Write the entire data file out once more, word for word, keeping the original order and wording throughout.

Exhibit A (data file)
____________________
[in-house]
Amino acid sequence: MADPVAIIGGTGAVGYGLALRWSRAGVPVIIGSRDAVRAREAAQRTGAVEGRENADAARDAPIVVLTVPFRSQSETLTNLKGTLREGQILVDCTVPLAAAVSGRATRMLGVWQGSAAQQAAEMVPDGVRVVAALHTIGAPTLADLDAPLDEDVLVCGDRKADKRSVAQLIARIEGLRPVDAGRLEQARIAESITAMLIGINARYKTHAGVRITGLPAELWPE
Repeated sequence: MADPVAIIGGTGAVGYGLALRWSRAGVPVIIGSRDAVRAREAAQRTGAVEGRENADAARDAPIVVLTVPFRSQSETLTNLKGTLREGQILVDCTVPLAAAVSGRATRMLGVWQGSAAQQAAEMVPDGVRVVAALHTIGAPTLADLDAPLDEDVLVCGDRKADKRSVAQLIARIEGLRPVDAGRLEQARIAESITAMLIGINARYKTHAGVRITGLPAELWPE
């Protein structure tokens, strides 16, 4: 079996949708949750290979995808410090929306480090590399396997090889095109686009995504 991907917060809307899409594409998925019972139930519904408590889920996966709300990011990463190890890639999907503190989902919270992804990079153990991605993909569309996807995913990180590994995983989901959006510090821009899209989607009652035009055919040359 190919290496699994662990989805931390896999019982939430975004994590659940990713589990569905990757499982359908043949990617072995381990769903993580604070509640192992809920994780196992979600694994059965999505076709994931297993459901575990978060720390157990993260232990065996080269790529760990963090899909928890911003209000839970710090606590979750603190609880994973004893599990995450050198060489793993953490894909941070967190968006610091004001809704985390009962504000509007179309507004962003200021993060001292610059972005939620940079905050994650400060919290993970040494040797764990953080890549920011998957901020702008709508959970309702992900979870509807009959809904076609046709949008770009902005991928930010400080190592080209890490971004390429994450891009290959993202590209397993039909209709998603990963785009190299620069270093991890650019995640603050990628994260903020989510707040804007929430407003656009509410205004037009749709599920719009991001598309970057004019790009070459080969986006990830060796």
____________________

[in-house]
Amino acid sequence: MADPVAIIGGTGAVGYGLALRWSRAGVPVIIGSRDAVRAREAAQRTGAVEGRENADAARDAPIVVLTVPFRSQSETLTNLKGTLREGQILVDCTVPLAAAVSGRATRMLGVWQGSAAQQAAEMVPDGVRVVAALHTIGAPTLADLDAPLDEDVLVCGDRKADKRSVAQLIARIEGLRPVDAGRLEQARIAESITAMLIGINARYKTHAGVRITGLPAELWPE
Repeated sequence: MADPVAIIGGTGAVGYGLALRWSRAGVPVIIGSRDAVRAREAAQRTGAVEGRENADAARDAPIVVLTVPFRSQSETLTNLKGTLREGQILVDCTVPLAAAVSGRATRMLGVWQGSAAQQAAEMVPDGVRVVAALHTIGAPTLADLDAPLDEDVLVCGDRKADKRSVAQLIARIEGLRPVDAGRLEQARIAESITAMLIGINARYKTHAGVRITGLPAELWPE
């Protein structure tokens, strides 16, 4: 079996949708949750290979995808410090929306480090590399396997090889095109686009995504 991907917060809307899409594409998925019972139930519904408590889920996966709300990011990463190890890639999907503190989902919270992804990079153990991605993909569309996807995913990180590994995983989901959006510090821009899209989607009652035009055919040359 190919290496699994662990989805931390896999019982939430975004994590659940990713589990569905990757499982359908043949990617072995381990769903993580604070509640192992809920994780196992979600694994059965999505076709994931297993459901575990978060720390157990993260232990065996080269790529760990963090899909928890911003209000839970710090606590979750603190609880994973004893599990995450050198060489793993953490894909941070967190968006610091004001809704985390009962504000509007179309507004962003200021993060001292610059972005939620940079905050994650400060919290993970040494040797764990953080890549920011998957901020702008709508959970309702992900979870509807009959809904076609046709949008770009902005991928930010400080190592080209890490971004390429994450891009290959993202590209397993039909209709998603990963785009190299620069270093991890650019995640603050990628994260903020989510707040804007929430407003656009509410205004037009749709599920719009991001598309970057004019790009070459080969986006990830060796």